I can’t quite calculate the amount of brilliantly twisted entertainers (or just downright eccentrics) that I became acquainted with through the legendary Manhattan access show Beyond Vaudeville (which later transformed into Oddville on MTV). The series featured some major stars of long ago, but perhaps the greatest revelations were the performers who were genuinely off the map in terms of what they did — I am not alone in my continued love for a man named “Tray man” (unfortunately no clips of his amazing act have reached YouTube), who sported a tray (in fact a variety of different nicely-colored trays) atop his dome and then sorta… well, he sorta walked around. As a friend of mine explained it to me when we saw him do his act live, “if he spun the tray or danced around, Ed, now that might be considered a talent…”
I won’t say that the now-departed Bingo Gazingo was akin to (the also departed) Tray man — Bingo was a poet/singer/wildman who pretty much knew that his audience expected him to be over the top. And that he was, providing a crazed version of Beat poetry that he deemed song lyrics, to the extent that he performed with various musicians who tried to “flesh out” his tunes. Here is a 1997 New York Times article, in which Bingo is on the verge of “discovery,” as the Oddville folks had him on their pilot for the MTV series.
The Times piece reveals his real name (Murray Wachs) and some background: he worked for BMI as a song-logger (listening for BMI songs on the radio) and then had a longstanding berth at the U.S. Post Office. Once he retired from the post office, he devoted himself to his poems/lyrics and would appear around NYC at open mic nights. He became a cult figure and a regular fixture at the Bowery Poetry Club on Monday evenings. Very sadly, he was hit by a cab traveling to the Bowery Poetry Club and died in late 2009, but his death didn’t reach the attention of those of us who had been blown away by his maniacal art until New Years Day of this year. No category can contain him, least of all the fabricated label “Outsider Music” which oddly mixes the primitive (Shags, Hasil Adkins) with the musical sophisticate (Captain Beefheart). Like so many true primitives, he was sui generis, and so the time has come to celebrate the special man who wanted to be known as Bingo Gazingo!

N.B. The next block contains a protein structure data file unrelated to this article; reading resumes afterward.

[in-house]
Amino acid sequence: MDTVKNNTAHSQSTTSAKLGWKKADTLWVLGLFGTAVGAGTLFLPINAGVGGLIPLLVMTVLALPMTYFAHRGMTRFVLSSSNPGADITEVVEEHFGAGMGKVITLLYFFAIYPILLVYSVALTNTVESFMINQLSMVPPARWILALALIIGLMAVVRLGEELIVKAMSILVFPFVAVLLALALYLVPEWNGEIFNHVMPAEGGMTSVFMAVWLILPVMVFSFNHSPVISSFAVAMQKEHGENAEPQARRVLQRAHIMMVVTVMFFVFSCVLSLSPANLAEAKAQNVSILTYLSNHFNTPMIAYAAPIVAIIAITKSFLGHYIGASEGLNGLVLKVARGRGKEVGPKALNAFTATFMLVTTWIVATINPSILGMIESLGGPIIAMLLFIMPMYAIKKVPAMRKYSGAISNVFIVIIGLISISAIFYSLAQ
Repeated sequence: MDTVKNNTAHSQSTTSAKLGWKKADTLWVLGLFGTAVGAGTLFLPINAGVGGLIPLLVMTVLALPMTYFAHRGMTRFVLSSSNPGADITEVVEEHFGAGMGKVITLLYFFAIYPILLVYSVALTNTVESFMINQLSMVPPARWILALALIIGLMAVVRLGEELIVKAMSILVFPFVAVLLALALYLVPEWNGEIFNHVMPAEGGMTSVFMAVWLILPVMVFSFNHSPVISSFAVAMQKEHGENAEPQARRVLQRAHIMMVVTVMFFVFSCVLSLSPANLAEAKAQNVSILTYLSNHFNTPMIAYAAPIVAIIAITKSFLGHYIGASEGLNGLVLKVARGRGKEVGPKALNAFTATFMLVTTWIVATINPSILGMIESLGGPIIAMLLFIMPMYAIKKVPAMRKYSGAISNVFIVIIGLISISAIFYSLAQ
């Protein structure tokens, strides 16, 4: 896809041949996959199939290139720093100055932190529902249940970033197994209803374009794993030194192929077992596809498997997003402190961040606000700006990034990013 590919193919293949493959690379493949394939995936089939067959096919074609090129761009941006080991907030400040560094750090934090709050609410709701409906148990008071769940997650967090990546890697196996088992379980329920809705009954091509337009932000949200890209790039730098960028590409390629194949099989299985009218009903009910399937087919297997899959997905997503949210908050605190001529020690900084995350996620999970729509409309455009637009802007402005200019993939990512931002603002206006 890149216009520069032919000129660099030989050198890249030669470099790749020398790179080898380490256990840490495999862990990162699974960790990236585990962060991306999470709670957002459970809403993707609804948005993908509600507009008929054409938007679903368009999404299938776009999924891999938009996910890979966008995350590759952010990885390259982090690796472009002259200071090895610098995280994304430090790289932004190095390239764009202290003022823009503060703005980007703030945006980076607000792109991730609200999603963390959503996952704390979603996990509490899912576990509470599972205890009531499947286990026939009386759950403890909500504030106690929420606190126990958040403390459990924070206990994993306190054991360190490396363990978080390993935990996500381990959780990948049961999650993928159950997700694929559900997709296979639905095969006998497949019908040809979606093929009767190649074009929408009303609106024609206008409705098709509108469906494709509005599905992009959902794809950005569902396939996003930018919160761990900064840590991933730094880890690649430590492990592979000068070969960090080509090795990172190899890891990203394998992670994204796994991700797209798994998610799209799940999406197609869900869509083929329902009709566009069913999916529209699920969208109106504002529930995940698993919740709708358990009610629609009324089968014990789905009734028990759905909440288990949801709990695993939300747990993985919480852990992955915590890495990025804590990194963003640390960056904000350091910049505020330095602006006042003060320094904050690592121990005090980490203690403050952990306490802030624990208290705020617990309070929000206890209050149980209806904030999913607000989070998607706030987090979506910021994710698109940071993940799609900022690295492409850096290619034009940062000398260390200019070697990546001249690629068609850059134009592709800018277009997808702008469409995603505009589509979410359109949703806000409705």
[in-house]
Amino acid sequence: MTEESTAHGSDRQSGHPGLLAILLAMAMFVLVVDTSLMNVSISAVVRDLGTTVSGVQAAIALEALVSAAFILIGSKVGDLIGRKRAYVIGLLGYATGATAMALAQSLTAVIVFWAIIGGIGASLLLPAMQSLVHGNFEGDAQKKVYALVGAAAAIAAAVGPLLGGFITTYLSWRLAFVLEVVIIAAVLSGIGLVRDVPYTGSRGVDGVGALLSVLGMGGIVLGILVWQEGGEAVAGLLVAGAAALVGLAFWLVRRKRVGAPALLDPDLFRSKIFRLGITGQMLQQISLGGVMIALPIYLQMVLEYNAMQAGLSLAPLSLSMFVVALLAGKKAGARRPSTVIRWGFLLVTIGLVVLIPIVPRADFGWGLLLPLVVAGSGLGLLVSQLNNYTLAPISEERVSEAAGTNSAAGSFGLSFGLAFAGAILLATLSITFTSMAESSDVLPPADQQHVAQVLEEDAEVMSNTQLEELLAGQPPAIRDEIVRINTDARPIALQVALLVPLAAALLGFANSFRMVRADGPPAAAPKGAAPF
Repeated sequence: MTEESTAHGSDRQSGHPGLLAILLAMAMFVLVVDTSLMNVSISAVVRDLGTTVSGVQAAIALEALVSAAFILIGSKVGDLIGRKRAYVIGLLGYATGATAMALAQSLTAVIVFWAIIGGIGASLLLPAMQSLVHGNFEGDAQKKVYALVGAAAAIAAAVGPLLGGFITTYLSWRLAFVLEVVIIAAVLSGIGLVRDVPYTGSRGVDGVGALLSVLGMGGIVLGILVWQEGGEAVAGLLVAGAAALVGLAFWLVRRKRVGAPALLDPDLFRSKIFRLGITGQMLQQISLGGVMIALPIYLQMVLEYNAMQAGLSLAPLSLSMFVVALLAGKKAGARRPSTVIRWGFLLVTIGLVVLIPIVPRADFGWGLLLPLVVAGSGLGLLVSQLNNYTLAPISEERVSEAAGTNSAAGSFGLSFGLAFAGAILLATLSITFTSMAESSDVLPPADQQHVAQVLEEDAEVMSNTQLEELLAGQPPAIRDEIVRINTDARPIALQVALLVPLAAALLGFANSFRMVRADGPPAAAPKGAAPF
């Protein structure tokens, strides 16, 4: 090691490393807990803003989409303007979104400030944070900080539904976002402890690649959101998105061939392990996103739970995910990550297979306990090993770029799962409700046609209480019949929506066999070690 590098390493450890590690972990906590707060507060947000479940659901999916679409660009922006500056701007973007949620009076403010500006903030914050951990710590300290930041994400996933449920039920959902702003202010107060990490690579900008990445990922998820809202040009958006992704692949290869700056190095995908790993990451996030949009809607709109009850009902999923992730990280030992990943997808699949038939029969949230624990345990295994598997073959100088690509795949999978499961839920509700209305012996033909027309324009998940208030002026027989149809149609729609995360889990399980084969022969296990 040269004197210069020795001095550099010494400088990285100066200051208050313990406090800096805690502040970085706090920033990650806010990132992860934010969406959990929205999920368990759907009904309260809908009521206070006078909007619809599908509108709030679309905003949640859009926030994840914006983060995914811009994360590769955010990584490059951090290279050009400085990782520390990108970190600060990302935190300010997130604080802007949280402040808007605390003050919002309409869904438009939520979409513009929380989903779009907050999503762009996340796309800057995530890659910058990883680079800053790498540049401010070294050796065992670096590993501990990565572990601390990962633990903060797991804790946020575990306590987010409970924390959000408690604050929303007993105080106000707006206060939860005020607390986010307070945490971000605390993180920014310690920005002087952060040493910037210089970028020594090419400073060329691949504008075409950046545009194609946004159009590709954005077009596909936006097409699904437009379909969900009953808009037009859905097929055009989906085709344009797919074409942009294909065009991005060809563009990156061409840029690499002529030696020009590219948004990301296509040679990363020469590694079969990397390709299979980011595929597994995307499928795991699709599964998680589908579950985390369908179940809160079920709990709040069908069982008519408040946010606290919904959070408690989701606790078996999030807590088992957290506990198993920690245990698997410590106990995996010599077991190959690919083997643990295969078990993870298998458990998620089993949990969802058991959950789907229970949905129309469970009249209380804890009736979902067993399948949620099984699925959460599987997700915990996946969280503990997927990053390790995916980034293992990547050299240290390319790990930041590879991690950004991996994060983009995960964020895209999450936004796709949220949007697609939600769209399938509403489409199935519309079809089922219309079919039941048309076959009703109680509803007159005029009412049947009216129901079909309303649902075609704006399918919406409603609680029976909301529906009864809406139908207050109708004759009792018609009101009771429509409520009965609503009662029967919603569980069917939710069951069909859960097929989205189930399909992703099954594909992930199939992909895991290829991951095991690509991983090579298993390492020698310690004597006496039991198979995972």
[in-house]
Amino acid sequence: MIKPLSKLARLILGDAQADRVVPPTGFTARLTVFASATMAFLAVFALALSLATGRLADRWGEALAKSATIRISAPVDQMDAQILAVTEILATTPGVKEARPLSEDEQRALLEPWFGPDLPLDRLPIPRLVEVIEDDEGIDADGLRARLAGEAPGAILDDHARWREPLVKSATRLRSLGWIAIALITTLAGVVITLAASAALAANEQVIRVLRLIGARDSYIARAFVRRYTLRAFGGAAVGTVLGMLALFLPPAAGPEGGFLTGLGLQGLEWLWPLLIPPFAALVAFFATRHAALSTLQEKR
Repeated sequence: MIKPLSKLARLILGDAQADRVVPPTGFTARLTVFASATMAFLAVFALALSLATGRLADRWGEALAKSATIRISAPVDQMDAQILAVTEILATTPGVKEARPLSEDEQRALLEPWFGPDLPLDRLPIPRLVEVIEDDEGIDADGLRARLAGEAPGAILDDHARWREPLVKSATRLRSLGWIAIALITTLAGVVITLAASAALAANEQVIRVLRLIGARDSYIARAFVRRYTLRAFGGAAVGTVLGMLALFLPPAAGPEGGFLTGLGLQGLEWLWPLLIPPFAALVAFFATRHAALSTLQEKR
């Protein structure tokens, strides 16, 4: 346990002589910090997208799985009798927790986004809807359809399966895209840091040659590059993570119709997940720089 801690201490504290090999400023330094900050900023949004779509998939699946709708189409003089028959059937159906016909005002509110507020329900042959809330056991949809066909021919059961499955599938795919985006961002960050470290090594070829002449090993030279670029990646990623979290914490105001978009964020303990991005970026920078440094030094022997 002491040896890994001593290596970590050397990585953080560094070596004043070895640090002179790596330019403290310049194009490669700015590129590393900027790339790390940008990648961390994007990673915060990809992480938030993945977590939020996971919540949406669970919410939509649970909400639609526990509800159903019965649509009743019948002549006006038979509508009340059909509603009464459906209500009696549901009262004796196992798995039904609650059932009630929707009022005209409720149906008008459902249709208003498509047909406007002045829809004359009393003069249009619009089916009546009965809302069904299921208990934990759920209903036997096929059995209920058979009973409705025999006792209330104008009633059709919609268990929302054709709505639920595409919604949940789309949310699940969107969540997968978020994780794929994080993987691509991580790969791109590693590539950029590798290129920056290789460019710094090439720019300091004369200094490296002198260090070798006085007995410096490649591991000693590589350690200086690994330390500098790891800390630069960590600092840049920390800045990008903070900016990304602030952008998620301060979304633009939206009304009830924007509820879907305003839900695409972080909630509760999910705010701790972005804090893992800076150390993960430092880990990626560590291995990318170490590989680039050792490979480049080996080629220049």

First, Bingo performing at the Astor Place station on my subway line, the 6. He’s singing his masterpiece “JLo.” He wrote many tributes to contemporary pop performers. I don’t think anyone has summed up her sex appeal with the kind of perception that Bingo did, as with “You smell like a kosher deli/I want to put a baby in your belly”:
Another ode to a contemporary mainstream musician, this time Kenny G. Bingo is backed here by the band My Robot Friend, who gives his maniacal lyrics a high-tech sheen. Again, who can argue with “I can relax and take my Ex-Lax… we can reach our climax with Kenny G.”?
More Kraftwerk Gazingo, as Bingo sings” You’re out of the Computer,” again with My Robot Friend:
Perhaps the craziest clip of Bingo to be found on the Net is this slice of him performing at an atmospherically lit Halloween show in Bushwick, Brooklyn. This show took place in Halloween of last year (yes, folks, he’s 85 here!!!), and his performance consists of a medley of his “greatest hits,” including a new song about Beyonce and Jay-Z that was news to me:
There is no other way to close any discussion of Bingo than to spotlight his chef d’oeuvre, his own “Howl”-like anthem of the disturbed mind, “Psycho.”:
The photos of Bingo used above come from the Life Just Bounces blog